It was in January of 2017 when India’s gifted young golfer Shubhankar Sharma last competed in Singapore, at the SMBC Singapore Open ‒ it was his first experience playing one of the great National Opens on the Asian Tour.
Sharma, then just 20, was getting a feel for golf at the highest level and impressively finished tied 11th. At the time he was ranked 454th in the world.
A lot has happened since then: in his career, in the golfing world, and the world in general.
At one point Sharma rose as high as 64th in the world – interestingly in the week of his own National Open, the Hero Indian Open.
And as he rose up the world rankings, he also got a taste of bigger events: including the Majors and the WGCs. Stardom beckoned. He even led the WGC-Mexico Championship after 54 holes in 2018.
“It all happened so fast in a year’s time,” recalled Sharma.
At the end of 2018 he was crowned the Asian Tour Order of Merit champion, and he was straddling between the European Tour and Asian Tour, with a greater lean towards the former.
Yet, he says, and the conversation indicates, his heart holds a huge place for the Asian Tour.
So, Sharma is “super excited” in his own words to come back to the Lion City for next week’s The Singapore International at Tanah Merah Country Club ‒ the penultimate event of the Asian Tour’s 2020-21 season.
He says: “I missed the Asian Tour a lot. I have very fond memories and then it has been two years [since he last played on the Asian Tour], but it feels like yesterday when I played my last event there. All my friends are there. I know the golf courses, I love the cities we play in Asia and the environment is so different from what I have experienced in Europe or in America – it’s a family feeling that you get when you play on the Asian Tour. Personally, I missed it a lot. That’s why I decided to go and play in Singapore and I’m very happy that I’m going.
“I feel the players are very good; the competition is very high. I genuinely missed it and hence I thought I’ll go and play there. It will be a nice week and at the same time it will be competitive at the start of my season.”
As for any special memories of Singapore? “I have not played as often in Singapore as I would have like to. But I love the city,” he says.
“I also have great memories of neighbouring Malaysia. That [the win in the Maybank Championship in 2018] was life changing for me at that time; to win and go up higher in the world ranking it was something that I really needed at that time to get myself on the European Tour.”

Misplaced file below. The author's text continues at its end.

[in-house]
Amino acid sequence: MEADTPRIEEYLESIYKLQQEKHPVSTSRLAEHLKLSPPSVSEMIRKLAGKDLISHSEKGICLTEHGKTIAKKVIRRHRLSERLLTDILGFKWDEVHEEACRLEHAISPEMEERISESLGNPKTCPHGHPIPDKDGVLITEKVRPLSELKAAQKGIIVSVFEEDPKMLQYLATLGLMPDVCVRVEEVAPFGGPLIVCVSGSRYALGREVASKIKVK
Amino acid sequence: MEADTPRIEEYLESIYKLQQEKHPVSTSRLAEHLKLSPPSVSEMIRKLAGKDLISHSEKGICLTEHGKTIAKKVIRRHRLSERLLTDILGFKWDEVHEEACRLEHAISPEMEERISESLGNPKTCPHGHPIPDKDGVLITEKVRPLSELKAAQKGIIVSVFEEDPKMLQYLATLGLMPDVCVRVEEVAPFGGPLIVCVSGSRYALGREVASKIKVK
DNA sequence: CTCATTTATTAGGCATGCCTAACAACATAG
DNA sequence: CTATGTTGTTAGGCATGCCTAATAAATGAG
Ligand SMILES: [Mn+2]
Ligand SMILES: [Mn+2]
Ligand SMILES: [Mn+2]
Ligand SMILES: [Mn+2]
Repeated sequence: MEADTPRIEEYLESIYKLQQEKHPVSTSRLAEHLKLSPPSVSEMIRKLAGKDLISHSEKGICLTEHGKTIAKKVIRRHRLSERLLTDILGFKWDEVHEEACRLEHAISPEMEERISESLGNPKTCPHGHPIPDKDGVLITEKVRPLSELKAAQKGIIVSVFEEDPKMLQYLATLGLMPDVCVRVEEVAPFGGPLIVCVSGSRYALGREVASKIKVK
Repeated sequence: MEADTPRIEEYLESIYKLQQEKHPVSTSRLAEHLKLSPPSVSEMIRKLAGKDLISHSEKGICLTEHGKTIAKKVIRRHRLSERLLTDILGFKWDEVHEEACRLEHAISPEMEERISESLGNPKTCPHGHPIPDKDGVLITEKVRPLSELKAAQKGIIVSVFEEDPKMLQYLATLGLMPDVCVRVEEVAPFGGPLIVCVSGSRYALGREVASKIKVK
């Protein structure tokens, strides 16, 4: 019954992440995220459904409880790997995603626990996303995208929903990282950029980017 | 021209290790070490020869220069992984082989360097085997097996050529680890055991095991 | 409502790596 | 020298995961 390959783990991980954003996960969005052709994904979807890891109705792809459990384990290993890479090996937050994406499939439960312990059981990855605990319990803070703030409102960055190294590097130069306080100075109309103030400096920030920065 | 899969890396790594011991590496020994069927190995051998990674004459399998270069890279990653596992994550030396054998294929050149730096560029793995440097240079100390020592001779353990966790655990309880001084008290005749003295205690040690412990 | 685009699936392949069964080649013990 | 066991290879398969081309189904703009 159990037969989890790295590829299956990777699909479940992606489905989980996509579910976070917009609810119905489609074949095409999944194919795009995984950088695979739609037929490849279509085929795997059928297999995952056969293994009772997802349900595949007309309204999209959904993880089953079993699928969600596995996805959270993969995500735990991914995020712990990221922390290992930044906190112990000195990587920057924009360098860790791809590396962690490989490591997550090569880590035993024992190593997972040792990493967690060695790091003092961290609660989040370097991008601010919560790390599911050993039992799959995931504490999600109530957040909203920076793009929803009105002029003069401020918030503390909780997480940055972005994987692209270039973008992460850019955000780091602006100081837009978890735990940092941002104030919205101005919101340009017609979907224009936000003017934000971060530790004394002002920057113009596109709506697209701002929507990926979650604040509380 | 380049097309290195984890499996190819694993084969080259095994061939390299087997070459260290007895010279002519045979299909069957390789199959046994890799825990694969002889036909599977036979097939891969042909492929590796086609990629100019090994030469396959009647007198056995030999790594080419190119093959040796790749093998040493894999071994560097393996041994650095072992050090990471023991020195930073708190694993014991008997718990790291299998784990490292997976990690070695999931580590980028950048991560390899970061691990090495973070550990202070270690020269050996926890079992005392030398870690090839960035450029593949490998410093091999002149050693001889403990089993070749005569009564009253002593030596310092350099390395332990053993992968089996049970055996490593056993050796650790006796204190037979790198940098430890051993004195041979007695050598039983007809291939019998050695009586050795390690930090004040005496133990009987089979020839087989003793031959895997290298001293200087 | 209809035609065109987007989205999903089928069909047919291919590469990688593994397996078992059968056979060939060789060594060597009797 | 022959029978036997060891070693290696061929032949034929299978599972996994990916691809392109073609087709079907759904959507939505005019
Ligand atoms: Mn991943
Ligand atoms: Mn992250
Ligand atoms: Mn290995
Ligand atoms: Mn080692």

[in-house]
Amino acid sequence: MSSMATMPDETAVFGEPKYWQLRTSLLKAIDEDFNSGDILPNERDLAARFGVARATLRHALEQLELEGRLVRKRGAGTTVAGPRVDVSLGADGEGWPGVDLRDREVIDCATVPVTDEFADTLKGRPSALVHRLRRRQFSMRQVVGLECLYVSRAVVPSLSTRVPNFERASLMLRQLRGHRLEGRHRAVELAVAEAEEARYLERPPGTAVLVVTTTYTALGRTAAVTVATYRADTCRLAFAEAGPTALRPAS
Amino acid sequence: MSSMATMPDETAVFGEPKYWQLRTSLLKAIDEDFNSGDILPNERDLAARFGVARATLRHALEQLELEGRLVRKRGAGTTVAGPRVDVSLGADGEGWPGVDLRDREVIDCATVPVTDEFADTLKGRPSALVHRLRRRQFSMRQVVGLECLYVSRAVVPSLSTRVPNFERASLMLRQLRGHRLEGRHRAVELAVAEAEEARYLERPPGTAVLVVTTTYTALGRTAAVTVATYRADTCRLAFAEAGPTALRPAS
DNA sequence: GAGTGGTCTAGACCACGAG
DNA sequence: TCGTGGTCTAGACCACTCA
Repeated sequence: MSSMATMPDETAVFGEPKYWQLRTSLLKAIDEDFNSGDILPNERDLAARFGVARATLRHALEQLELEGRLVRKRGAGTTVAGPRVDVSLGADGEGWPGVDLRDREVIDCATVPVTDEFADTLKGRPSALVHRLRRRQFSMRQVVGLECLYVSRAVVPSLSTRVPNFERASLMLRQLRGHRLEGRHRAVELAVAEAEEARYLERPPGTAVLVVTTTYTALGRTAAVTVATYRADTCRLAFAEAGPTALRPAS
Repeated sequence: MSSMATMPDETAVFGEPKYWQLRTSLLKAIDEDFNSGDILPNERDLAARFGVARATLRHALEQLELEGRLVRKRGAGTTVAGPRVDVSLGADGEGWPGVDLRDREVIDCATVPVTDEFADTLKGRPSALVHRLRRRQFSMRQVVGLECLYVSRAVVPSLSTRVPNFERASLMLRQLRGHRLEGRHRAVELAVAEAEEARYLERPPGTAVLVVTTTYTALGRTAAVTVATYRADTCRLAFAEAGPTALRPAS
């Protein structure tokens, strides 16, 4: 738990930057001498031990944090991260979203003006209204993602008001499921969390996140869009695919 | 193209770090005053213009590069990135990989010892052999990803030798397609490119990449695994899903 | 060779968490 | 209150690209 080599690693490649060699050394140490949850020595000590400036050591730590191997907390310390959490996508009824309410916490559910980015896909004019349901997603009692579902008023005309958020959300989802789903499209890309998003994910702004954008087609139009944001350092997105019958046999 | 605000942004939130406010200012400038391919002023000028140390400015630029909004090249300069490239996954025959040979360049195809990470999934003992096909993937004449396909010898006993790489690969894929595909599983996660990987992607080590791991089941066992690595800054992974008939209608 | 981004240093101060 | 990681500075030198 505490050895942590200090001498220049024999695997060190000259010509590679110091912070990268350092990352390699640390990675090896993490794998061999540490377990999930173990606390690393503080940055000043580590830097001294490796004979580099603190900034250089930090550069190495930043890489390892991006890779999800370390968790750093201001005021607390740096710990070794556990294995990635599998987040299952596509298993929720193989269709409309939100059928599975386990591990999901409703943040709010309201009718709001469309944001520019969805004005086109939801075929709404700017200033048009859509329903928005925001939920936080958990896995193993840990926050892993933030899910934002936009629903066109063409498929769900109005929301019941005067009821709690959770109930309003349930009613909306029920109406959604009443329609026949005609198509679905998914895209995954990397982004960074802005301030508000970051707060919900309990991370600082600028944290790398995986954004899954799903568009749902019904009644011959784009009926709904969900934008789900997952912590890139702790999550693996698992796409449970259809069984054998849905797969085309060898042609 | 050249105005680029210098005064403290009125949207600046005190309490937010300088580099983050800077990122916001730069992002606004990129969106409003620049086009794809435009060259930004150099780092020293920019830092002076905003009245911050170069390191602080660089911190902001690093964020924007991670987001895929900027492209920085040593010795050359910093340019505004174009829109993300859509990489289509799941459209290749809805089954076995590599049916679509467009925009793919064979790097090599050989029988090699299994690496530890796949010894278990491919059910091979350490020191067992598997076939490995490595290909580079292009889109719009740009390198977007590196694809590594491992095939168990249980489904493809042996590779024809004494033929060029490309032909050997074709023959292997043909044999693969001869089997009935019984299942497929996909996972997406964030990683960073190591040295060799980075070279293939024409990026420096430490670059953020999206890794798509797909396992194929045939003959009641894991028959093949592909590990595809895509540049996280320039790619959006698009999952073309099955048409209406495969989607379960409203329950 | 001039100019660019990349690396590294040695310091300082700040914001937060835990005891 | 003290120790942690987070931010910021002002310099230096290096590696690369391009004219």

For the past two years Sharma has played in Europe ‒ carefully navigating his way through COVID life.
“With events getting put off in Asia as different countries had different regulations, I decided to go to Europe for a few events,” he said.
“But that initial plan to go for a month or so got extended. There was no way I could get back home so that trip got extended from a month to six and a half months. So, in the beginning there was a lot of struggle, to mentally get used to it, and the bubble was also very strict.
“Then they eased it a little bit after July-August but in the first few months it was very strict and that was really tough for me especially when I wasn’t playing well, so just coming back (to the room), sitting and staring at the walls not knowing what was happening.
“But the second half of the season after the Scottish Open was great. I could figure out a few things in my swing and even mentally I was in a state where I was making lesser mistakes and even if I was making them, I was able to bounce back very quickly.”
He was also able to get back home to India last year and play the Tata PGTI event, where he tied fourth.
He said: “The last time I played an event in India was in 2019 and then in 2020 nothing. So I was very happy to be there. The PGTI event was a relaxed week for me. It was like old times. It was a lot of fun as we are all childhood buddies like Khalin, Chikkarangappa, Honey (Baisoya) and others, who all play on Asian Tour now. I mean all the people that I used to play with were there, so it was just very good and a lot of fun after the round.”
As for the recent off-season, of about four or five weeks, he said: “I spent some time with my coaches Jesse Grewal and Gurbaaz and physical trainer Sagar Diwan and with my physiotherapist Dr. Ravinder. It has put me in good shape, and I am raring to tee it up in Singapore.”